Noteworthy & New
Celebrating And Investing In Research At SMU
Huffington Endowment Boosts Earth Sciences
One of SMU’s oldest and most
distinguished academic departments
has new resources to support
its research and teaching,
thanks to a gift of more than $10
million from the Honorable Roy
M. Huffington of Houston, who died July 11. The gift endows the
Department of Earth Sciences in SMU’s Dedman College, now
renamed the Roy M. Huffington Department of Earth Sciences.
Earth sciences research at SMU has achieved international
recognition in the areas of seismology, experimental petrology,
geothermal studies and paleoclimatology, which integrates stable
isotope geology, sedimentology and paleontology. Currently, research
projects of the Earth Sciences faculty have external funding
totaling more than $4 million from agencies including the
National Science Foundation, National Geographic Society, Petroleum
Research Fund of the American Chemical Society, U.S.
Department of Defense and U.S. Department of Energy. Research
sites include Asia, Arabia, Africa, Australia, Antarctica, Pacific
Islands, the Americas and Europe.
Major Earth Sciences research facilities at SMU include:
- Geothermal Laboratory – the major repository for
geothermal resource data in the United States.
- Hydrothermal Laboratory – can simulate subsurface conditions
and fluid-rock interactions to a depth of eight miles.
- Seismology and Infrasound Program – specializing in
seismo-acoustic arrays and the sources of earthquakes, an integral part of the U.S. nuclear test detection efforts.
- Shuler Museum of Paleontology – major repository of vertebrate
and plant fossils from North America and significant
holdings from Africa, Asia and the Middle East.
- Stable Isotope Laboratory – center for studies of hydrogen,
carbon and oxygen isotopes of fluids and rocks with
applications to Earth’s major cycles, including ancient and
“An expanding need for earth science professionals has resulted
from increased environmental concerns and other growing demands,”
says Paul W. Ludden, SMU provost and vice president
for academic affairs. “As SMU has responded to previous national
needs, we are poised to prepare the next generation of earth scientists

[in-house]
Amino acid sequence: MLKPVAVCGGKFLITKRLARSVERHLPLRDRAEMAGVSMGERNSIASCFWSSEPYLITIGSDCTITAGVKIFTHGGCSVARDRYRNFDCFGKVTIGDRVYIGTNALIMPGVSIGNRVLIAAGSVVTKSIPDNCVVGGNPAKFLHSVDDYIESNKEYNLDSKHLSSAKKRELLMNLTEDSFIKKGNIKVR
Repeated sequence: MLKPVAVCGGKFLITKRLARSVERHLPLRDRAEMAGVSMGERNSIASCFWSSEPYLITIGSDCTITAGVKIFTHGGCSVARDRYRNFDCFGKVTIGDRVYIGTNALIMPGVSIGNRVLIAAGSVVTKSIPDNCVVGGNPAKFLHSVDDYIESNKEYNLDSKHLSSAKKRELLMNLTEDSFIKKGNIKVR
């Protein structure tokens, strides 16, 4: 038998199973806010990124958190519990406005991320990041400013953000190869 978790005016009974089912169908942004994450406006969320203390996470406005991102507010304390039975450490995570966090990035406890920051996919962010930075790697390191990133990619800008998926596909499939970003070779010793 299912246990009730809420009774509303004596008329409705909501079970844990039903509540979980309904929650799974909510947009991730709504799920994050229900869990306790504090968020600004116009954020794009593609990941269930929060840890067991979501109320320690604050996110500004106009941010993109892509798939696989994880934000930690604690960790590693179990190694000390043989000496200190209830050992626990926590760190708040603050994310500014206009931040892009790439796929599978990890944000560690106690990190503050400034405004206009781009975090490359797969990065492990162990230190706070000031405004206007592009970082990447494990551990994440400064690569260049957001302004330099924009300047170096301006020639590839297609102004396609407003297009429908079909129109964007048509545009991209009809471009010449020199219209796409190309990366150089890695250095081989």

to address new national problems.”
Oil, Gas And Geothermal Energy: The New Dynamic
SMU’s nationally recognized geothermal
energy team provided an alternative energy
“how-to” forum in June, demonstrating
how oil and gas producers can
breathe new life into low-producing wells
and generate low-cost electricity by tapping
the “nuisance” hot water generated
by drilling operations.
The Geothermal Energy Utilization
Associated with Oil and Gas Development
Conference, the third SMU geothermal/oil and gas conference,
attracted a record 220 participants. Although geo-thermal
scientists, inventors and developers have dominated previous
events, the 2008 conference drew larger numbers of participants
from the oil and gas industry who are seeking ways to enter the
alternative energy market.
“For the first time we also had significant participation by endusers
who are pushing the geothermal community to determine
ways to make geothermal projects happen,” says Maria richards,
SMU Geothermal Lab coordinator and conference organizer. “They
want to buy the renewable resource for their projects.”
A highlight of the conference was the formal announcement by
the U.S. Department of Energy of its “Enhanced Geothermal
Systems Research, Development and Demonstration” funding
program, which will award $10.5 million in fiscal year 2008, with
an additional $79 million in funding anticipated over fiscal years
2009 and 2010. SMU’s geothermal team will compete for a share
of the funding, partnering with various companies and individuals
to submit projects and proposals, Richards says. The conference
was a natural fit for the University: Half the nation’s active oil and gas land rigs are located in Texas, and SMU’s geothermal scientists
are the acknowledged experts in this emerging field.
Although geothermal energy often is associated with large, hightemperature
hydrothermal power plants, the technology exists to
draw clean, affordable power from lower-temperature water. For
example, the process of pumping oil and gas frequently brings
with it waste fluids that carry substantial heat to the surface from
areas of unusually hot rock. The installation of a binary pump at
the wellhead can produce enough energy to run the well, mitigating
production costs for low-volume wells.
In addition, an oil
field full of geothermal pumps could be linked to distribute surplus
electricity, at a profit, to outside users.
SMU researchers have documented large amounts of hot water
that Texas oil and gas producers must reinject into the ground at
considerable expense. In West Texas, for every barrel of oil produced,
nearly 100 barrels of hot water are co-produced.
The idea of using CO2 instead of water as a heat and oil extraction
mechanism drew much discussion. A power plant using this
method would be carbon negative, says David Blackwell, SMU’s
W.B. Hamilton Professor of Geophysics. But the geothermal and
oil and gas industries can succeed with either fluid.
Blackwell and Richards were part of an 18-member panel assembled
by MIT in September 2005 to evaluate the potential of
geothermal energy becoming a major energy source for the
United States by 2050. Blackwell and Richards also developed the
Geothermal Map of North America, released by the American
Association of Petroleum Geologists in 2004.
The SMU Geothermal Lab is partially funded by a grant from
the Texas State Energy Conservation Office (SECO) for geothermal
outreach and networking. The goal of this program is to
increase geothermal awareness among Texas residents and development
of additional geothermal projects in the state.